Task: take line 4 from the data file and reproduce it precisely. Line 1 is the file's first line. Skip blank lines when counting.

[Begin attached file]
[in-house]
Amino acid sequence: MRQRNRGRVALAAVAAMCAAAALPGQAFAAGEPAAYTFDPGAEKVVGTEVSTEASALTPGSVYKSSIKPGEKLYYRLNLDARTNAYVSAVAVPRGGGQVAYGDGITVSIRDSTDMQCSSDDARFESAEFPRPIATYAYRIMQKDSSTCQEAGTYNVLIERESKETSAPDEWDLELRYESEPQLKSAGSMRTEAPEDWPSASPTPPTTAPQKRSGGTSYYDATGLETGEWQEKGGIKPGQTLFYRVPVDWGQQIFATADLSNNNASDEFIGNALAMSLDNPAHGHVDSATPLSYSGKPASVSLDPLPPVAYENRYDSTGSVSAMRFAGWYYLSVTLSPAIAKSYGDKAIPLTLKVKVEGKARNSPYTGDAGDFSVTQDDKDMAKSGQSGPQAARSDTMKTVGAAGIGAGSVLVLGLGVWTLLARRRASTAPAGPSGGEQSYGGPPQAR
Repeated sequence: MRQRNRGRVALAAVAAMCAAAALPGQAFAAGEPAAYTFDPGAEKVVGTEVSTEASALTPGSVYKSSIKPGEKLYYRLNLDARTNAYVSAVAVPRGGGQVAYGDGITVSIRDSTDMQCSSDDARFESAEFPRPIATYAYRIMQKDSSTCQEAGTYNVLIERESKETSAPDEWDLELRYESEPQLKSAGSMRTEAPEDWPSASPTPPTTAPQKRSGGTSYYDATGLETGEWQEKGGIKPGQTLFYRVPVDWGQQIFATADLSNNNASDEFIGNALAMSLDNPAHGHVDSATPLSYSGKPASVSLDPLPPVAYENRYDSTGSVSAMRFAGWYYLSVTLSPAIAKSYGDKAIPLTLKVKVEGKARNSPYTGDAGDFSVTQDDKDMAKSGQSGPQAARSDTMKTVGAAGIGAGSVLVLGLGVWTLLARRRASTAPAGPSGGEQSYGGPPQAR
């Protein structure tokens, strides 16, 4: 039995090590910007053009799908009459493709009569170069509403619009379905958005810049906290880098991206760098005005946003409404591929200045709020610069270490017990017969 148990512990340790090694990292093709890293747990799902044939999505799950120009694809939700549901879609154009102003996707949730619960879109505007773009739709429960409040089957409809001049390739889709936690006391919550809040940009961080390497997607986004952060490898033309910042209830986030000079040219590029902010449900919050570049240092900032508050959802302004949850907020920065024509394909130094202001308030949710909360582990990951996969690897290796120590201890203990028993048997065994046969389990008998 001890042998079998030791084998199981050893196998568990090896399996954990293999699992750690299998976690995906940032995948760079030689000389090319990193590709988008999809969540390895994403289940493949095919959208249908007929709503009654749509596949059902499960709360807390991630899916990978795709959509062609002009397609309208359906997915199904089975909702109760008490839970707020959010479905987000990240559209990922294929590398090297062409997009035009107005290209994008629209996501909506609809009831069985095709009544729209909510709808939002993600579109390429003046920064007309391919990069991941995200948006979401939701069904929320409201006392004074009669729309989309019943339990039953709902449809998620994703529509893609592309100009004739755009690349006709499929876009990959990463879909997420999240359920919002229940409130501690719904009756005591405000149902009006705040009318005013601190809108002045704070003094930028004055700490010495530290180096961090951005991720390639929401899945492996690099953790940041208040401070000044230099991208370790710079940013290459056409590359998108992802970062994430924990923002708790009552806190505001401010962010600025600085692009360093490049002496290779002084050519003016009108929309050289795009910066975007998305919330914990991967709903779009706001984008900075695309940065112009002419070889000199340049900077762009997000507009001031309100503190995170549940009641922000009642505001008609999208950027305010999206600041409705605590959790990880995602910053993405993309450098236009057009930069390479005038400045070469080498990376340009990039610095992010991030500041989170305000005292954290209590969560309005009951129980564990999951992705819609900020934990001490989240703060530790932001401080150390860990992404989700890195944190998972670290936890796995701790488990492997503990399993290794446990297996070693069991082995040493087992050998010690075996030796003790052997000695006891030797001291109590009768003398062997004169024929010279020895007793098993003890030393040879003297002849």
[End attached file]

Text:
């Protein structure tokens, strides 16, 4: 039995090590910007053009799908009459493709009569170069509403619009379905958005810049906290880098991206760098005005946003409404591929200045709020610069270490017990017969 148990512990340790090694990292093709890293747990799902044939999505799950120009694809939700549901879609154009102003996707949730619960879109505007773009739709429960409040089957409809001049390739889709936690006391919550809040940009961080390497997607986004952060490898033309910042209830986030000079040219590029902010449900919050570049240092900032508050959802302004949850907020920065024509394909130094202001308030949710909360582990990951996969690897290796120590201890203990028993048997065994046969389990008998 001890042998079998030791084998199981050893196998568990090896399996954990293999699992750690299998976690995906940032995948760079030689000389090319990193590709988008999809969540390895994403289940493949095919959208249908007929709503009654749509596949059902499960709360807390991630899916990978795709959509062609002009397609309208359906997915199904089975909702109760008490839970707020959010479905987000990240559209990922294929590398090297062409997009035009107005290209994008629209996501909506609809009831069985095709009544729209909510709808939002993600579109390429003046920064007309391919990069991941995200948006979401939701069904929320409201006392004074009669729309989309019943339990039953709902449809998620994703529509893609592309100009004739755009690349006709499929876009990959990463879909997420999240359920919002229940409130501690719904009756005591405000149902009006705040009318005013601190809108002045704070003094930028004055700490010495530290180096961090951005991720390639929401899945492996690099953790940041208040401070000044230099991208370790710079940013290459056409590359998108992802970062994430924990923002708790009552806190505001401010962010600025600085692009360093490049002496290779002084050519003016009108929309050289795009910066975007998305919330914990991967709903779009706001984008900075695309940065112009002419070889000199340049900077762009997000507009001031309100503190995170549940009641922000009642505001008609999208950027305010999206600041409705605590959790990880995602910053993405993309450098236009057009930069390479005038400045070469080498990376340009990039610095992010991030500041989170305000005292954290209590969560309005009951129980564990999951992705819609900020934990001490989240703060530790932001401080150390860990992404989700890195944190998972670290936890796995701790488990492997503990399993290794446990297996070693069991082995040493087992050998010690075996030796003790052997000695006891030797001291109590009768003398062997004169024929010279020895007793098993003890030393040879003297002849």